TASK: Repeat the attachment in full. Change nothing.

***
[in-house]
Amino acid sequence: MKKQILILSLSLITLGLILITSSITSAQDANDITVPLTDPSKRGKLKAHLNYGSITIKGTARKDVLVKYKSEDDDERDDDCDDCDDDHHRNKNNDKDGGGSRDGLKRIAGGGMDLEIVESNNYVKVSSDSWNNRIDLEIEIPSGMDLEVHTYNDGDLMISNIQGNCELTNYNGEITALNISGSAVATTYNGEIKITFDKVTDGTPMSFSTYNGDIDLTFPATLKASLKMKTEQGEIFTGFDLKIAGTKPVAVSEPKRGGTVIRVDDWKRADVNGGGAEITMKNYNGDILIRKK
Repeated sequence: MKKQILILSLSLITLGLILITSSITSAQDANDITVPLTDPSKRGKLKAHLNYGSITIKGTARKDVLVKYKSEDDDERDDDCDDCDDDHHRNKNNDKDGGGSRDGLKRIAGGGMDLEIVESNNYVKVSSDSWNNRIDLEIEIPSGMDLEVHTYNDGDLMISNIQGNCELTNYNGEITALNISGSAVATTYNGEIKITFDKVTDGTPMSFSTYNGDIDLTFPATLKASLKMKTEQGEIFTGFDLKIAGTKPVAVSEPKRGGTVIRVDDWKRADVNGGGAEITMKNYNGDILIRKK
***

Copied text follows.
[in-house]
Amino acid sequence: MKKQILILSLSLITLGLILITSSITSAQDANDITVPLTDPSKRGKLKAHLNYGSITIKGTARKDVLVKYKSEDDDERDDDCDDCDDDHHRNKNNDKDGGGSRDGLKRIAGGGMDLEIVESNNYVKVSSDSWNNRIDLEIEIPSGMDLEVHTYNDGDLMISNIQGNCELTNYNGEITALNISGSAVATTYNGEIKITFDKVTDGTPMSFSTYNGDIDLTFPATLKASLKMKTEQGEIFTGFDLKIAGTKPVAVSEPKRGGTVIRVDDWKRADVNGGGAEITMKNYNGDILIRKK
Repeated sequence: MKKQILILSLSLITLGLILITSSITSAQDANDITVPLTDPSKRGKLKAHLNYGSITIKGTARKDVLVKYKSEDDDERDDDCDDCDDDHHRNKNNDKDGGGSRDGLKRIAGGGMDLEIVESNNYVKVSSDSWNNRIDLEIEIPSGMDLEVHTYNDGDLMISNIQGNCELTNYNGEITALNISGSAVATTYNGEIKITFDKVTDGTPMSFSTYNGDIDLTFPATLKASLKMKTEQGEIFTGFDLKIAGTKPVAVSEPKRGGTVIRVDDWKRADVNGGGAEITMKNYNGDILIRKK